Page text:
A USB Interface for a Mitutoyo Caliper

I am in need for a z-measurement device for my cnc. So I checked ebay and got me a used mitotuyo depth gauge for ~60€. It has an ‘SPC’-Interface for digital readout. Fortunately there is some information on the Web on howto access that interface.

IMG_2912.small
DIY connector

I didn’t want to buy an expensive Mitutoyo-cable, so I decided to solder on my own connector.

Pinout is:
1. GND (red cable)
2. Serial Data Out (OpenCollector)
3. Serial Clock Out (OpenCollector)
4. (unused)
5. Request In

The USB-Conversion is done by a tinymega microcontroller board which features an Atmega32U4 CPU. With the LUFA USB-Stack  it presents itself to the host as a virtual serial port.

The implementation of  the SPC-Protocol decoding is pretty straightforward. Send a request on one pin, read in data via SPI. I chose to do all of this in software with one interrupt (not using the SPI peripheral of the CPU). You can see my implementation here on github.

caliper + tinymega
caliper + tinymega

Now all that is left is to hook it up to linuxcnc. I haven’t done that yet, but most likely it only requires 10 lines of python to generate a HAL-Module.

WS2812 LED Pixels with ola using SPI

Controlling WS2812 LED-Pixels from an Raspberry-Pi can be done. Other people have done this before: https://github.com/jazzycamel/ws28128-rpi/
My approach is different, but not that new either. I already implemented similar code for the Lightpainting-Stick-Clone.

To get the required timing with the SPI we can output some patterns to make it look like the WS2812-Protocol.

ws2812_spi_transfer
The yellow line is MOSI (DIN). The 50us Reset is visible on channel 2.
ws2812_spi_transfer_close
Closeup of the actual timing. This image shows the first 7 bits (1000010)

 

However, there are some issues as metioned in the inline-comments. At first it seems like the code does not work when sending dmx-data with ola_dmxconsole. Once there are more changes in a short period of time, the pixels start to react. My guess here that this is related to the scheduler of the kernel. When as the kernel switches tasks the SPI output-stream gets interrupted, thus making the timing invalid. I will investigate this further.


void SPIOutput::IndividualWS2812Control(const DmxBuffer &buffer) {
  /*
   * This is an hack!
   *
   * Basically the RaspberryPI cant drive WS2812 Pixels because they have
   * some strict timing requirements.
   * Using the SPI-Module we can emulate those pulses.
   * This will only work if the SPI-Module outputs all data in one consecutive
   * stream without any pauses. More recent versions of the Raspberry Kernel
   * seem to implement DMA for SPI which makes this possible.
   *
   * WS2811-Chips have similar timings but not exactly the same as WS2812.
   * Some sources say the most important part is the total period-time
   * of one bit. There are lots of descriptions of WS2812-timing requirements
   * out there, one of them is: (with +-150ns tolerance)
   * 0-Bit 0.25us high, 1us low
   * 1-Bit 0.6us high, 0.65us low
   *
   * Running the SPI at 4Mhz gives us a pulse-width of 250ns
   * Using a 5-bit pattern we can emulate those timings
   *   0-Bit: 10000 (0.25us high, 1us low)
   *   1-Bit: 11110 (1us high, 0.25us low)
   * Those values are not an exact match, but they seem to work for both
   * WS2812 and WS2811 in high-speed-mode.
   *
   * We need to send 8 of those 5-packs for each byte. Those 40 bits are
   * precalculated and stored in a lookup table.
   *
   * To issue an reset, the data-line needs to be low for 50us, thats
   * 200 bits, or 25 bytes. For safety, we will send 27 bytes.
   *
   * Connect the Data-In-Pin of the LEDs to the MOSI Pin of the SPI-Module,
   * ignore the clock Pin.
   *
   */
  const uint8_t reset_bytes = 27;
  const unsigned int first_slot = m_start_address - 1;  // 0 offset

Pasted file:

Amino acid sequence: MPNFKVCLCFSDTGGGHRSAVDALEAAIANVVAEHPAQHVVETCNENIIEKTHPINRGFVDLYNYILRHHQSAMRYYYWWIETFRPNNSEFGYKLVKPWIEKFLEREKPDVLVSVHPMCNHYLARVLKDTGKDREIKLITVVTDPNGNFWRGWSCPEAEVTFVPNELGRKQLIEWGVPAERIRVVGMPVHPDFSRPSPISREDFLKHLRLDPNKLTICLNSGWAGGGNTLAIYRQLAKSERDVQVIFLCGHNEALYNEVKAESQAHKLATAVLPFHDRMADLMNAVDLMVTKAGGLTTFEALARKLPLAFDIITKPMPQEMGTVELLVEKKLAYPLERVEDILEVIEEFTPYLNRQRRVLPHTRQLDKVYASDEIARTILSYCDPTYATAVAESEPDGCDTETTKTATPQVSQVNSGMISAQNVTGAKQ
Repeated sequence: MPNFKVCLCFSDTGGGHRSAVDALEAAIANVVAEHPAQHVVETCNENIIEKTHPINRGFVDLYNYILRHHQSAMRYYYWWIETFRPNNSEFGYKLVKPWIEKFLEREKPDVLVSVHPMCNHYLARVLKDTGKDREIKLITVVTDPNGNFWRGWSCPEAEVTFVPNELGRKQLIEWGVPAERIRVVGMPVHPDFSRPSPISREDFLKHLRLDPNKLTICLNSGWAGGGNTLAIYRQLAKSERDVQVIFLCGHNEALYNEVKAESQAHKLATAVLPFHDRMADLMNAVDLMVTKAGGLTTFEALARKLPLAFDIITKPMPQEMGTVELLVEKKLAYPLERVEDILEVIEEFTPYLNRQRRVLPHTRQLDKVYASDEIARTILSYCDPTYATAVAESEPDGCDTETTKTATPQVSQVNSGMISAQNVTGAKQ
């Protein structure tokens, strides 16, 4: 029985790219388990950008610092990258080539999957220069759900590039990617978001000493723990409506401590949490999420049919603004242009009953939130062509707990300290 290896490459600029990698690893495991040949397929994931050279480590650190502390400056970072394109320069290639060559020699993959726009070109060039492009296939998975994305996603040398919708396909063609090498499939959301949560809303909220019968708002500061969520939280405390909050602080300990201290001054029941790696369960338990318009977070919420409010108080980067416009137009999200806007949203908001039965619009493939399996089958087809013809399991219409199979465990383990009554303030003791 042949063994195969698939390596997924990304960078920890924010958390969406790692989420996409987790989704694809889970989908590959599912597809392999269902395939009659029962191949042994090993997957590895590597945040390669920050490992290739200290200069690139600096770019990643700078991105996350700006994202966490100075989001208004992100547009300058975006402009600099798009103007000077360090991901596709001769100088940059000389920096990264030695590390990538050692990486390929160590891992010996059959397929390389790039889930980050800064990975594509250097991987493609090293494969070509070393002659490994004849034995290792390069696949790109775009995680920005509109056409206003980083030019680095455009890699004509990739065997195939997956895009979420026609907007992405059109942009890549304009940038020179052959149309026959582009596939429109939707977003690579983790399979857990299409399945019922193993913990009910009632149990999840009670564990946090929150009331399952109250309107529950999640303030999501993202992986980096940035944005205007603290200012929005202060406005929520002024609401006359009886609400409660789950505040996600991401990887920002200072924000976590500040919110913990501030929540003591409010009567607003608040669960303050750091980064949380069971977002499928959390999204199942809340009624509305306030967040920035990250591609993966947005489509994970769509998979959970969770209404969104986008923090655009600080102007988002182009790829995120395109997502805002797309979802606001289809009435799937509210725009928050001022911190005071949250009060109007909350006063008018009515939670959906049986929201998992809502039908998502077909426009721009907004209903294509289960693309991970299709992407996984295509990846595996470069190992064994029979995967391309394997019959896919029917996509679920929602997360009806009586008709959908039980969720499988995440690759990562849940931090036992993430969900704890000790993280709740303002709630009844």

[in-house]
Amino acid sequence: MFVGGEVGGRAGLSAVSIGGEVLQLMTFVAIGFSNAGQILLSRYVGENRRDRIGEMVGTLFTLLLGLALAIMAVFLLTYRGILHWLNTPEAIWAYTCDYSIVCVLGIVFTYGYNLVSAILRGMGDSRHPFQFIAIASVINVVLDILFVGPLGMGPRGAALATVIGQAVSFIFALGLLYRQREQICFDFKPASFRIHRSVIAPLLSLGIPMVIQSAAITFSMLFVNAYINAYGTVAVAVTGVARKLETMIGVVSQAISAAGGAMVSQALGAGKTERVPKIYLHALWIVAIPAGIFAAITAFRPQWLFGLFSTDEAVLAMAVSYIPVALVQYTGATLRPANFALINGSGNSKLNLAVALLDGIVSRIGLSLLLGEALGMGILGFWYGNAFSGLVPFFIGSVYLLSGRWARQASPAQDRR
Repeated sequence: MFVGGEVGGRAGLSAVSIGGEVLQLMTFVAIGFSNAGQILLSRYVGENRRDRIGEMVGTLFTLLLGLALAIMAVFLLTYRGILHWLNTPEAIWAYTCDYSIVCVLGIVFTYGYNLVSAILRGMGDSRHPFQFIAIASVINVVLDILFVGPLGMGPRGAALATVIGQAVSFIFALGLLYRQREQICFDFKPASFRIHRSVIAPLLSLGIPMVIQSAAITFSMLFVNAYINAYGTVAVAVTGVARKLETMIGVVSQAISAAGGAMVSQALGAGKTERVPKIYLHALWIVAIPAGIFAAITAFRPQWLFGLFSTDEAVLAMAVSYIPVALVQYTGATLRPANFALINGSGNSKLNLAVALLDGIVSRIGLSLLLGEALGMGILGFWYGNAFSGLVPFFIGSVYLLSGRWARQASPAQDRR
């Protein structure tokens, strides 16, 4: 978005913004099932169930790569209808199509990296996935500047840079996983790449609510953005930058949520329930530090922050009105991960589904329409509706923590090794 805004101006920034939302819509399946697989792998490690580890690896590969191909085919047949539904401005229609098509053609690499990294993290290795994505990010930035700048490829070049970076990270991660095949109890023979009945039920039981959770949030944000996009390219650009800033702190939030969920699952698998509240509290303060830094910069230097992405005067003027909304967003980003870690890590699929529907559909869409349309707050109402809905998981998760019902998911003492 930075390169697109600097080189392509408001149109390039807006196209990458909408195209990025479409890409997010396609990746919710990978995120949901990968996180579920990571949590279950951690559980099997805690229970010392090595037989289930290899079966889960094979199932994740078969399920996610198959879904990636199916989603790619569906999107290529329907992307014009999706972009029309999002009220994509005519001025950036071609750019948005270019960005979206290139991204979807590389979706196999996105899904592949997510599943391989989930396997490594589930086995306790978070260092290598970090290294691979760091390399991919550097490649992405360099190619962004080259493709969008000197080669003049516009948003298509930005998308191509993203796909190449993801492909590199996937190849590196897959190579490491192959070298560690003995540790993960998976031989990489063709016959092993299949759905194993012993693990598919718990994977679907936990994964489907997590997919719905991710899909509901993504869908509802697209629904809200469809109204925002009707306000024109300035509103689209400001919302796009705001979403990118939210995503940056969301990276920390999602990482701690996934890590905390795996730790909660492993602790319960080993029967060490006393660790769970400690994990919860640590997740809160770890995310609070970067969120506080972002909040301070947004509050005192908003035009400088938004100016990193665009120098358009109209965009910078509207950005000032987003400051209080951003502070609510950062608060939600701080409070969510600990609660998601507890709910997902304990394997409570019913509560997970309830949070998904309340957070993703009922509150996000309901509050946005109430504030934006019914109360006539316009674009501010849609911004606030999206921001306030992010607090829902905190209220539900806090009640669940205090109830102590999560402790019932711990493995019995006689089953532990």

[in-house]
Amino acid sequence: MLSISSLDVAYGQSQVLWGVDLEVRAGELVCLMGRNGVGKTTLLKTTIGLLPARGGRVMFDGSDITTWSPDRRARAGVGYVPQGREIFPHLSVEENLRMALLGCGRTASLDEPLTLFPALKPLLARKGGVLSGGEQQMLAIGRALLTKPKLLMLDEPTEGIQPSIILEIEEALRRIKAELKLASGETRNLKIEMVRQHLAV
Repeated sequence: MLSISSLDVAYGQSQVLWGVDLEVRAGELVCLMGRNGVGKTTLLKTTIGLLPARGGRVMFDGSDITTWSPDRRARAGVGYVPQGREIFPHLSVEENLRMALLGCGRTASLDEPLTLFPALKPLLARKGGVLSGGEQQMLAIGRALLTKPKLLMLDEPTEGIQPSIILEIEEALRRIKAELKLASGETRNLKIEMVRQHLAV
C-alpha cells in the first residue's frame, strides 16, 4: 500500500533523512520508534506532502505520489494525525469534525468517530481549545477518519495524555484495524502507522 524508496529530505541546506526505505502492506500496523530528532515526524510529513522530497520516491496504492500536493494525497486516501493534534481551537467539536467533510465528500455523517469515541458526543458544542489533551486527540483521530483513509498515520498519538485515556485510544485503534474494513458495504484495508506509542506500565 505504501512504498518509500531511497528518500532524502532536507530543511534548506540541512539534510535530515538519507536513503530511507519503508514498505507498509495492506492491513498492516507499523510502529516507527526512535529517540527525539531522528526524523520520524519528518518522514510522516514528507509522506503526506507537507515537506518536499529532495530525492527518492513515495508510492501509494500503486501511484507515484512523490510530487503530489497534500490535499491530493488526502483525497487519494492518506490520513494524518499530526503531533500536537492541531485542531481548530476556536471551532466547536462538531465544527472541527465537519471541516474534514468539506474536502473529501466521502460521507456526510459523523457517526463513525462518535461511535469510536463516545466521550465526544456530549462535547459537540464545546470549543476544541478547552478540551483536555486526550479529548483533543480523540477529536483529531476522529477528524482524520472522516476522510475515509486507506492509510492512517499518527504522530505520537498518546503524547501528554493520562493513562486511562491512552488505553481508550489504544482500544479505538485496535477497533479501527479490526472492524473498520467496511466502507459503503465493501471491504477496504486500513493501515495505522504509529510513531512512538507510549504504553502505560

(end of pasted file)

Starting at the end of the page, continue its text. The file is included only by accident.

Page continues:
// We always check out the entire string length, even if we only have data
  // for part of it
  const unsigned int output_len = reset_bytes + m_pixel_count *
                                  WS2812_SLOTS_PER_PIXEL * WS2812_SPI_LUT_LEN;
  uint8_t *output = m_backend->Checkout(m_output_number, output_len, 0);

  if (!output)
    return;

  // set the reset-bytes to zero
  memset(output, 0, reset_bytes);

  // loop over all pixels
  unsigned int output_pos = reset_bytes;
  for (uint16_t px = 0; px < m_pixel_count * WS2812_SLOTS_PER_PIXEL; px++) {
    uint8_t c = buffer.Get(px + first_slot);
    // now output 5 bytes from the LUT
    for (unsigned int lut = 0; lut < WS2812_SPI_LUT_LEN; lut++) {       output[output_pos++] = WS2812_SPI_LUT[c * 5 + lut];     }   }   m_backend->Commit(m_output_number);
}

I pushed that code here: https://github.com/cpresser/ola/tree/ws2812-spi

This is the config I used:

base_uid = 7a70:00000100
device_prefix = spidev
enabled = true
spidev0.0-0-device-label = SPI Device - spidev0.0
spidev0.0-0-dmx-address = 1
spidev0.0-0-personality = 9
spidev0.0-0-pixel-count = 10
spidev0.0-backend = software
spidev0.0-ports = 1
spidev0.0-spi-ce-high = false
spidev0.0-spi-speed = 8000000
spidev0.0-sync-port = 0

Demo time:

PCB fixture for applying solderpaste

I have done a few PCBs using the reflow  process. To apply the solder-paste using a stencil one requires some sort of fixture to hold the PCB.

So far I helped myself with other PCB Material which I glued on the table to get to the same height. This is okay when only one PCB needs to be made. However, when doing multiple PCBs on after another, the position needs to be constant for every board.

So I designed a simple spring loaded fixture to hold the PCB in place. Its made out of 1.5mm acrylic.

PCB fixture springs

Scara Robot Repair – Learning stuff the hard way

Turns out the drives of my Scara Robot are not velocity-mode drives but torque-mode drives instead. Setting the drive input to a constant voltage results in constant accelleration. I learned this the hard way by crashing the robot :-/

Even though I had it fixed on an Europalette it managed to fall on its side. Second lesson learned: even ‘small’ a 200W drive can turn the whole thing in a fraction of a second. Hitting the floor broke some pieces. But see for yourself:

B-Arm and Z-Motor-Plate destruction
B-Arm and Z-Motor-Plate destruction

Those parts are both made out of cast aluminium. I do lack the equipment and skill to weld, so I asked a Friend of mine to do it. However, even with his long time experience he wasn’t able to fix the parts together. At first I got desperate and tried hard-soldering the Z-Motor-Mount. But even using two torches I wasnt able to get the part hot enough to accept the solder.

Z-Motor-Plate fixed with clamps ready to solder
Z-Motor-Plate fixed with clamps ready to solder

As a last resort I deceided to glue the parts. Fortunately my sister works as a postdoc and is an expert for aluminium epoxy bonds. She did some rought calculations for me and helped select the correct adhesive: 3M Scotch-Weld DP490.